Wednesday, May 22, 2013
Let me back up a bit. It was just about 19 years ago when my husband, Jim, was suspended from his middle school teaching job in the midst of untrue accusations that he made inappropriate comments in his classroom. We were naive and thought because he had done nothing wrong the misunderstanding would be quickly remedied, but that didn't happen.
Though the accusing students were found not to be credible witnesses (and thus never even called to testify later at an arbitration hearing) the superintendent pursued the case. In the midst of months of hearings and delays in the case, however, the superintendent retired.
After an expensive year-long legal battle Jim won his case on all points and continued to teach for another ten years. God, as only He can, brought good out of a difficult time in our lives.
Still, over the years we've struggled with forgiving several of the players in this battle--especially the superintendent.
Fast forward to two weeks ago when I received an e-mail at school about a reception being held today as a send-off for the former superintendent and his wife who are moving out of town.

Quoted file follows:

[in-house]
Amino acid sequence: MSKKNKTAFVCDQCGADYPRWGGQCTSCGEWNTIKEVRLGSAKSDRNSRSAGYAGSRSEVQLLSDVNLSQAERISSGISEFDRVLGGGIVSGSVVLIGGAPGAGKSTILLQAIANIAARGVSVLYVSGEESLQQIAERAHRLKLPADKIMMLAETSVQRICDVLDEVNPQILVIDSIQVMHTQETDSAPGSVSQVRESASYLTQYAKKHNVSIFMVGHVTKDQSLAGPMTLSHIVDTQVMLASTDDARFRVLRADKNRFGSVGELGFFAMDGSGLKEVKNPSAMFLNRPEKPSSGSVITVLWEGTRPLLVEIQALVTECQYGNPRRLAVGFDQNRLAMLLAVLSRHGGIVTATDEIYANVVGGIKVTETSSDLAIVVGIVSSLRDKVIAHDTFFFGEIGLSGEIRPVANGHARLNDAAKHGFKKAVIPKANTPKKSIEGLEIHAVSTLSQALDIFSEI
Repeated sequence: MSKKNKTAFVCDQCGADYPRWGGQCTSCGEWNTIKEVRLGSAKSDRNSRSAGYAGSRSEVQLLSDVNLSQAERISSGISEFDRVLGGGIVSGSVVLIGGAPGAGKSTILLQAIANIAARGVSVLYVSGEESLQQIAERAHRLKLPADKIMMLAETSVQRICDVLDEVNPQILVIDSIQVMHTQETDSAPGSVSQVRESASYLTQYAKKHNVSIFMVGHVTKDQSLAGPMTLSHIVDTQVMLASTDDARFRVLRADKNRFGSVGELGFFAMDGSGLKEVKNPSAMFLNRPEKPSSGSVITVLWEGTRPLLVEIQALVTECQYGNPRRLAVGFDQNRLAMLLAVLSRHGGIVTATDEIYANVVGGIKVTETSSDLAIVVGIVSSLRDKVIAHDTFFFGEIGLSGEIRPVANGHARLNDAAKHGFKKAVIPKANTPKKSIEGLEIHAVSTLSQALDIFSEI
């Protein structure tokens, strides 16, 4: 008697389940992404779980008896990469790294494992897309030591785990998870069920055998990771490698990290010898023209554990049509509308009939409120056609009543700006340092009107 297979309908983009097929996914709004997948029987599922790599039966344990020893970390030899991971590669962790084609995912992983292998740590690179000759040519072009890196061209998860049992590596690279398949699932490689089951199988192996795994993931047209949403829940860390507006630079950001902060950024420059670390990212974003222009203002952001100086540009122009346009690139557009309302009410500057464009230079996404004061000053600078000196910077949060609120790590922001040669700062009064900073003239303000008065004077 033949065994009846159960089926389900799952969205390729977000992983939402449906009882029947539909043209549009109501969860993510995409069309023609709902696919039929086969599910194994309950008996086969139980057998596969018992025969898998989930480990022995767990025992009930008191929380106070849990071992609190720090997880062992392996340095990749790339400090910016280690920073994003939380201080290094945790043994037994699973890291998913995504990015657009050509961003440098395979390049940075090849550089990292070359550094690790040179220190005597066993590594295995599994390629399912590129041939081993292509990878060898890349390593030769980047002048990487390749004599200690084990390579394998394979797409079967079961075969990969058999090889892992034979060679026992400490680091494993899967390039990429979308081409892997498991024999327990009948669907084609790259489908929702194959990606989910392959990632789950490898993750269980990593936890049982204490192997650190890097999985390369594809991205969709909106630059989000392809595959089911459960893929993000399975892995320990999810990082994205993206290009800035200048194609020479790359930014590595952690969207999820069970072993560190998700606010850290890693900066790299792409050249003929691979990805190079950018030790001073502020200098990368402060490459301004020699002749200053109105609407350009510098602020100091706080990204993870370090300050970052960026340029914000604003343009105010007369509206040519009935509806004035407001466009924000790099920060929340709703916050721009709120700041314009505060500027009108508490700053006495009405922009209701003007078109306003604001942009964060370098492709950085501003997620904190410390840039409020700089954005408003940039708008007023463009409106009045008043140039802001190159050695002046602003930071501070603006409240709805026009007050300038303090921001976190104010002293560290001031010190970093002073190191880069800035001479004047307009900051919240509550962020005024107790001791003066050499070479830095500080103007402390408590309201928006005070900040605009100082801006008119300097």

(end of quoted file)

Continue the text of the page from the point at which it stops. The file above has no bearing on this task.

I forwarded the message to my husband with the subject line "an opportunity".
This would undoubtedly be a last chance to talk with this man.
As of this morning Jim wasn't sure about going. He said he didn't want his words to be hollow. So he did something very wise; he texted two of our pastors and asked them to pray.
I was praying, too.
After a long work day we both got ready and headed out--still unsure of how this would go.
My husband exchanged light conversation with a few of the other folks there until, finally, we were face to face with the former superintendent.
He was pleasant and friendly for a few moments of conversation, then Jim explained that he "wanted to make peace with him."
Over the years my husband has amazed me many times but never more than today as I listened to him say to this man, "I've hated you and I want to ask you to forgive me."
"I've already forgiven you," came the reply from the superintendent.
I realized, then, that being able to forgive may hinge on admitting my own need for forgiveness. No wonder Jesus taught us to pray, "Forgive us our trespasses as we forgive those who trespass against us."
At it's heart, I believe forgiveness is divine and can only be extended or received by God's grace.
And, praise God, His grace was certainly flowing today.
Posted by Kathy Schriefer at 6:59 PM